Suddenly, a material started to be quoted in all media as as revolutionary as plastic and silicon. Graphene, the thinnest material in the world, promises to revolutionize the technological industry, thanks to its characteristics such as resistance, lightness, transparency, flexibility, and electrical conductivity.
Graphene is formed from a two-dimensional layer of carbon atoms, organized into hexagonal structures the height of a single atom. The material can be obtained by extracting superficial layers of graphite, a malleable mineral abundant on Earth.
Graphene’s applications are immense and can be used in new models of optical communications, transparent circuits and devices that can be bent and twisted (such as cell phones, for example), neural implants, health tracking stickers and printed sensors for any type of application of the Internet of Things.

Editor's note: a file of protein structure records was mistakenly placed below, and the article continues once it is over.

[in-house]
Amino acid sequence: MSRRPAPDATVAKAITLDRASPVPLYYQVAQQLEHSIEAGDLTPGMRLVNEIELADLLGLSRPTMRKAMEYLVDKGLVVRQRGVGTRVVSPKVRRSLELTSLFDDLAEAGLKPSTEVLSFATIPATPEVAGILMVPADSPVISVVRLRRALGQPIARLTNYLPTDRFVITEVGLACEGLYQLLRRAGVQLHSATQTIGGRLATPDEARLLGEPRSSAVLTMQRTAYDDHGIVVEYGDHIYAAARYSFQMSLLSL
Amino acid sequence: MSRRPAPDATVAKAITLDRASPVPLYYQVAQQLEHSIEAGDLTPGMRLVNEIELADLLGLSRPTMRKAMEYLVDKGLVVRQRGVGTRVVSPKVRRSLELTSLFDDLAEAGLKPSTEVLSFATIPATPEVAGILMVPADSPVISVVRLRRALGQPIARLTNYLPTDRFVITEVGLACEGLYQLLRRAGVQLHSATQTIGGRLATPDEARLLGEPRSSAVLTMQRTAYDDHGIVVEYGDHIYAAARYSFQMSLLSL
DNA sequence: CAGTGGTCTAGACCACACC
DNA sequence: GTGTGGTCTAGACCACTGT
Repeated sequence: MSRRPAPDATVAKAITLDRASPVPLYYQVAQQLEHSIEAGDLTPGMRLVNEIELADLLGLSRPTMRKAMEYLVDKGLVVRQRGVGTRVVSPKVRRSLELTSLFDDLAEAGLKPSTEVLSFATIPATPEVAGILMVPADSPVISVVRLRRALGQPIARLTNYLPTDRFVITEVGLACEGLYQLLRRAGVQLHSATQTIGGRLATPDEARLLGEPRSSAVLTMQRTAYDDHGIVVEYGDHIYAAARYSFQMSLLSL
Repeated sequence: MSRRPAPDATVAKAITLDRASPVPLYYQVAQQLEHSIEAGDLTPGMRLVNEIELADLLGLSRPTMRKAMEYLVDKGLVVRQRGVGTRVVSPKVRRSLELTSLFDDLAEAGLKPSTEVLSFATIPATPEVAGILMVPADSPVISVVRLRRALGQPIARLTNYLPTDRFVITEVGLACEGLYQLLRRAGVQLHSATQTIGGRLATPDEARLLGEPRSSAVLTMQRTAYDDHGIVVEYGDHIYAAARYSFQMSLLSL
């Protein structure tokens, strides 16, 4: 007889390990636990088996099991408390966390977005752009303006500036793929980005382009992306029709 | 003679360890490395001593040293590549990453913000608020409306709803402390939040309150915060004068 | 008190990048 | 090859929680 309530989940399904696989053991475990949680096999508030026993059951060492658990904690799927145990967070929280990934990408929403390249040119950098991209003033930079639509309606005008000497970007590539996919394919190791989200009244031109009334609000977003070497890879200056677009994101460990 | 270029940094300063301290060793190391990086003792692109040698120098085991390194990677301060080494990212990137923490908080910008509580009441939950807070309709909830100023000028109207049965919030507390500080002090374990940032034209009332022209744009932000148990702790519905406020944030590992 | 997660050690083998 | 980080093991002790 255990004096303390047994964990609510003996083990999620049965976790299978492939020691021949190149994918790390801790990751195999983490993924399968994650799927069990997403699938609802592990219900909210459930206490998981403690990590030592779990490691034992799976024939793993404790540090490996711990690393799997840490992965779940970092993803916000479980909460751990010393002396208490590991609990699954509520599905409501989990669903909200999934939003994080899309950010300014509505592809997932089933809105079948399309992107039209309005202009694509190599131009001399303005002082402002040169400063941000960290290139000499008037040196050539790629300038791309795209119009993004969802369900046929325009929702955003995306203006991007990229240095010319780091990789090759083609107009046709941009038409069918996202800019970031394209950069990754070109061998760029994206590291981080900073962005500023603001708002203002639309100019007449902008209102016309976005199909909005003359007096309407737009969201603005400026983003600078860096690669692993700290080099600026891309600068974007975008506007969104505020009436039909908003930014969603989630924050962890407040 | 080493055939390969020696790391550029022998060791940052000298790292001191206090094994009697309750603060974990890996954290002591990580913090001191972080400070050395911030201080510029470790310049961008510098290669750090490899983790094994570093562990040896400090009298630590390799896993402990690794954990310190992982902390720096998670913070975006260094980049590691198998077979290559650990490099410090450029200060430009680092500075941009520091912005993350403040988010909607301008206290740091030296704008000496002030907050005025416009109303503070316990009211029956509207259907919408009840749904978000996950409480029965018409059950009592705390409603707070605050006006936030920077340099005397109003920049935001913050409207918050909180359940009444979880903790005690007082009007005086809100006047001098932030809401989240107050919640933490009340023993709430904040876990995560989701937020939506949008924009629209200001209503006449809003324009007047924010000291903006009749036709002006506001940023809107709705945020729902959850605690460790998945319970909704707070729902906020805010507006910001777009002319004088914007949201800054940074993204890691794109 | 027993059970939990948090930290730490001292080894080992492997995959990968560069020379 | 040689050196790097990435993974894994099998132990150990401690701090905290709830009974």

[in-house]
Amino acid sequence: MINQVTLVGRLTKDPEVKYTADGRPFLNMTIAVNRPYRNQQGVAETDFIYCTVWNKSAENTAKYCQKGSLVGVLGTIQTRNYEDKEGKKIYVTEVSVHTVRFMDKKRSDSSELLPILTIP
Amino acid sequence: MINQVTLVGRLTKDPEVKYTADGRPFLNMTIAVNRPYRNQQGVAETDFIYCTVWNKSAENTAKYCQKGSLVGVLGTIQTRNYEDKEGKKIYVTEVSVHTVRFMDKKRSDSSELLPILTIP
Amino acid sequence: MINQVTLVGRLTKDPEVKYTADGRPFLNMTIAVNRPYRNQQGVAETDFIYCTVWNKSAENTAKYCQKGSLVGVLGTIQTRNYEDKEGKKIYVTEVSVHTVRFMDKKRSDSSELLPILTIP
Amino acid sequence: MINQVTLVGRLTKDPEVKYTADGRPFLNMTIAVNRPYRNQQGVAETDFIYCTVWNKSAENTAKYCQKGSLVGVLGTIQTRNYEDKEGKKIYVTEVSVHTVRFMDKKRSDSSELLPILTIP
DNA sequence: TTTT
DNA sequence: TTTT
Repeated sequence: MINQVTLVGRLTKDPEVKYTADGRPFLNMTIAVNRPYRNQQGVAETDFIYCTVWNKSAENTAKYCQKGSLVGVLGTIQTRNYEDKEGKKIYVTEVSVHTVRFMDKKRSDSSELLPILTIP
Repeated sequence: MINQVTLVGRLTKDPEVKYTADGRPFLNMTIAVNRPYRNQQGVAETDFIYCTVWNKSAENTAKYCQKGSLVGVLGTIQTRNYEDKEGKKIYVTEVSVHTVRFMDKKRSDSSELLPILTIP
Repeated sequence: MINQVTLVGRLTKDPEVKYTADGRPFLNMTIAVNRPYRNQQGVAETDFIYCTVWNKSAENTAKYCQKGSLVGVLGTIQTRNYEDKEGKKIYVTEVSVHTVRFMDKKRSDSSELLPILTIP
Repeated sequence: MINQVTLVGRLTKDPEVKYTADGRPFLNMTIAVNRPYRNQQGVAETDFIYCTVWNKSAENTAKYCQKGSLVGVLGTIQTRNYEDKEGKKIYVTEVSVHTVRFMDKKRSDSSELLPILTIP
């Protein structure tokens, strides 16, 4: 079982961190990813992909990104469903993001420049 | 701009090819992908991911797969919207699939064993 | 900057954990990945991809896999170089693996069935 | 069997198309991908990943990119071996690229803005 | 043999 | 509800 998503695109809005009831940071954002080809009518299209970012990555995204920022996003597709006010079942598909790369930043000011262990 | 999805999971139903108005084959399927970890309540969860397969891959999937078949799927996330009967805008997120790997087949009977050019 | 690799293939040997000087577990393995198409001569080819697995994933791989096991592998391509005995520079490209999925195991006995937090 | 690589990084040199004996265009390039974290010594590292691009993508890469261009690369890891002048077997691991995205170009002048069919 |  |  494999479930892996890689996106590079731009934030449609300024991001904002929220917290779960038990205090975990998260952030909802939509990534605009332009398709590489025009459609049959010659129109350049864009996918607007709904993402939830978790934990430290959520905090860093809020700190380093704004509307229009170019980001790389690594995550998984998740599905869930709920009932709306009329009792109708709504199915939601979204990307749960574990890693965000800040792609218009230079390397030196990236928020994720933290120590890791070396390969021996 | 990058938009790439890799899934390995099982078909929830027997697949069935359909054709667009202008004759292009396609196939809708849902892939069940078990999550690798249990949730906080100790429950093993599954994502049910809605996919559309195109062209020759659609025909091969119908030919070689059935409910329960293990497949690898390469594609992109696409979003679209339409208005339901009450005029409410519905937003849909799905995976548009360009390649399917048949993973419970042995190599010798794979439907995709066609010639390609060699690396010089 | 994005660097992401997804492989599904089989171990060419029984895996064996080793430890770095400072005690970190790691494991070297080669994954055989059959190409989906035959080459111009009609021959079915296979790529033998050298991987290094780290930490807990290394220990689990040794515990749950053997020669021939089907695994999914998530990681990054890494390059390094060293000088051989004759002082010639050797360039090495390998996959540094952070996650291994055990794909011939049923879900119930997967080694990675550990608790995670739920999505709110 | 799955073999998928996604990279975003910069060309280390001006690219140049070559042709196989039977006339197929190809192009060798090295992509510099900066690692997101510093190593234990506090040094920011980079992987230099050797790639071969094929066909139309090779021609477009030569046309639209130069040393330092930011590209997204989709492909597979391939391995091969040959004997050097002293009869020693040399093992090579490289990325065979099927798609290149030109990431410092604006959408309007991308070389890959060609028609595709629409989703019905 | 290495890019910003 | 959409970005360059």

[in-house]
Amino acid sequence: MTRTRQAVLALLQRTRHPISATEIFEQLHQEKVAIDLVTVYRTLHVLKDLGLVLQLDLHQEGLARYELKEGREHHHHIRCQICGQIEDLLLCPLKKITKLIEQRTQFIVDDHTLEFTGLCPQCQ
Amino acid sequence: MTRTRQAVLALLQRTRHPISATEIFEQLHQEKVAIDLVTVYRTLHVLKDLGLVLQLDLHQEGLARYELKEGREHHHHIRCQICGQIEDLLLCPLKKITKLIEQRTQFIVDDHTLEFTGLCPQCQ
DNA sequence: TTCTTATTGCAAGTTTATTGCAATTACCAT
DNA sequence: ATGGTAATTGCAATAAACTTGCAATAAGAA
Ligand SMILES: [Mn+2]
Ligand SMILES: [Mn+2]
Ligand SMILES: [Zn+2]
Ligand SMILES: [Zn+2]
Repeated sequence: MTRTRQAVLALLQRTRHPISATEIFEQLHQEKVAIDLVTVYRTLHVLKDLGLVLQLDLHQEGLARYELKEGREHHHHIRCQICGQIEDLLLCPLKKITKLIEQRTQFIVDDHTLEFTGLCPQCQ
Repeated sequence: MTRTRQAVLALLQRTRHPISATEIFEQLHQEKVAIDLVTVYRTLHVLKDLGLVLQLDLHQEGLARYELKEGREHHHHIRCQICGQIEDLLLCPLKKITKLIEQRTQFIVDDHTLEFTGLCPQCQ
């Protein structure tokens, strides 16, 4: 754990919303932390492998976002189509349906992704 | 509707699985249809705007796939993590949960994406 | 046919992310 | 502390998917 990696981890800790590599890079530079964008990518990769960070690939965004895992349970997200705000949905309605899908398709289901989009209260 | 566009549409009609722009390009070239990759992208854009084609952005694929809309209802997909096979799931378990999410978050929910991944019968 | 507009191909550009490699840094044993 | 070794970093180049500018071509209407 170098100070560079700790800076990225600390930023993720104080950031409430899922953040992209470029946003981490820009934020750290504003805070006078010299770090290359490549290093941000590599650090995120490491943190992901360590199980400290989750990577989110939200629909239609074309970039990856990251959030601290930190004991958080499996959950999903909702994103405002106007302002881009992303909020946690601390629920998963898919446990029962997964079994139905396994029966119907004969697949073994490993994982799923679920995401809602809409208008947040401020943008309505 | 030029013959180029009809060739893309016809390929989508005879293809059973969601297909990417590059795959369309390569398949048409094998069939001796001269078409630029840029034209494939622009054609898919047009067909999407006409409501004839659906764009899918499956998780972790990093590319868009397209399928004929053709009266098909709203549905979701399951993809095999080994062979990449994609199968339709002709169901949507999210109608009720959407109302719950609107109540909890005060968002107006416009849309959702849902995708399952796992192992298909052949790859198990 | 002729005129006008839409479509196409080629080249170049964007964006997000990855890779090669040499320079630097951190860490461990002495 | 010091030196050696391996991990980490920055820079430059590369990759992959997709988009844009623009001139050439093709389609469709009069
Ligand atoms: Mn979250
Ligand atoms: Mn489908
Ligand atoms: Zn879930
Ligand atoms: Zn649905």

The discovery of graphene
Graphene has been theorized since 1947 by Canadian Philip Russel Wallace, but it was only in 2004 that physicists Kostya Novoselov and Andre Geim were able to prove its autonomous existence, without being chemically linked to other elements. These two scientists were also the first to experience some of the material’s exceptional properties.
The method used to isolate graphene was extremely simple: Russians Novoselov and Geim were gluing and peeling off an adhesive tape attached to a graphite sheet, the same one used in pencils, until a single layer of carbon atoms remained. Six years later, this “collage” earned them both the Nobel Prize in Physics.
Surprisingly, that very thin layer of graphene, used by physicists in the development of a transistor, kept its structure and conductivity unchanged. From this graphene transistor, tests with the substance continued and, until 2010, at least 3,000 studies had been published proving the capabilities of the new component.